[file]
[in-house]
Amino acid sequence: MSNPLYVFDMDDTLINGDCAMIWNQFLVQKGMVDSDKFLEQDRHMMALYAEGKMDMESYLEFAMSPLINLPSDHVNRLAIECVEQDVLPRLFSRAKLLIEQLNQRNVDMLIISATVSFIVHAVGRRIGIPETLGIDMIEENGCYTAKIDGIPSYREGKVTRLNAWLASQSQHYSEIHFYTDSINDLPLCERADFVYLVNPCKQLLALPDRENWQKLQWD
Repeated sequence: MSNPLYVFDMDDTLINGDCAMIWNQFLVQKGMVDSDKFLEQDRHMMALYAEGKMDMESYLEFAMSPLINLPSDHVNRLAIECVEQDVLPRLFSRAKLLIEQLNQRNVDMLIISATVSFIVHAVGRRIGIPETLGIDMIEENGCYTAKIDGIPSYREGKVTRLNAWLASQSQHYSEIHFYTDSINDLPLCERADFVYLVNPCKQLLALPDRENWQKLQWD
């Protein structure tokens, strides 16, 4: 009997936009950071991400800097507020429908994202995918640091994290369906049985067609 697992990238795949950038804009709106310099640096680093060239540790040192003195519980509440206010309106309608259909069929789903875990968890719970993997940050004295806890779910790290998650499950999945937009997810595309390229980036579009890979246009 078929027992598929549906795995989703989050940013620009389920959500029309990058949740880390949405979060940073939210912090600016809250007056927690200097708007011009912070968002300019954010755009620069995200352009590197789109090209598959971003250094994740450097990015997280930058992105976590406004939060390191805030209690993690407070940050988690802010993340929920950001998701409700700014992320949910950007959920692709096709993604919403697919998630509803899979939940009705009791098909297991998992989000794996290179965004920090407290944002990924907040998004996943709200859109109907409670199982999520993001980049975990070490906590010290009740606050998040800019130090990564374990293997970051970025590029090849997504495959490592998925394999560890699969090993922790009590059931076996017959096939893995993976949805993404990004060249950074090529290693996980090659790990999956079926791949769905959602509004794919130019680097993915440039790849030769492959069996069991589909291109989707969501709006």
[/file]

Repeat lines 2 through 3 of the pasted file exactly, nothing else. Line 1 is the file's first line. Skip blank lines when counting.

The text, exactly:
Amino acid sequence: MSNPLYVFDMDDTLINGDCAMIWNQFLVQKGMVDSDKFLEQDRHMMALYAEGKMDMESYLEFAMSPLINLPSDHVNRLAIECVEQDVLPRLFSRAKLLIEQLNQRNVDMLIISATVSFIVHAVGRRIGIPETLGIDMIEENGCYTAKIDGIPSYREGKVTRLNAWLASQSQHYSEIHFYTDSINDLPLCERADFVYLVNPCKQLLALPDRENWQKLQWD
Repeated sequence: MSNPLYVFDMDDTLINGDCAMIWNQFLVQKGMVDSDKFLEQDRHMMALYAEGKMDMESYLEFAMSPLINLPSDHVNRLAIECVEQDVLPRLFSRAKLLIEQLNQRNVDMLIISATVSFIVHAVGRRIGIPETLGIDMIEENGCYTAKIDGIPSYREGKVTRLNAWLASQSQHYSEIHFYTDSINDLPLCERADFVYLVNPCKQLLALPDRENWQKLQWD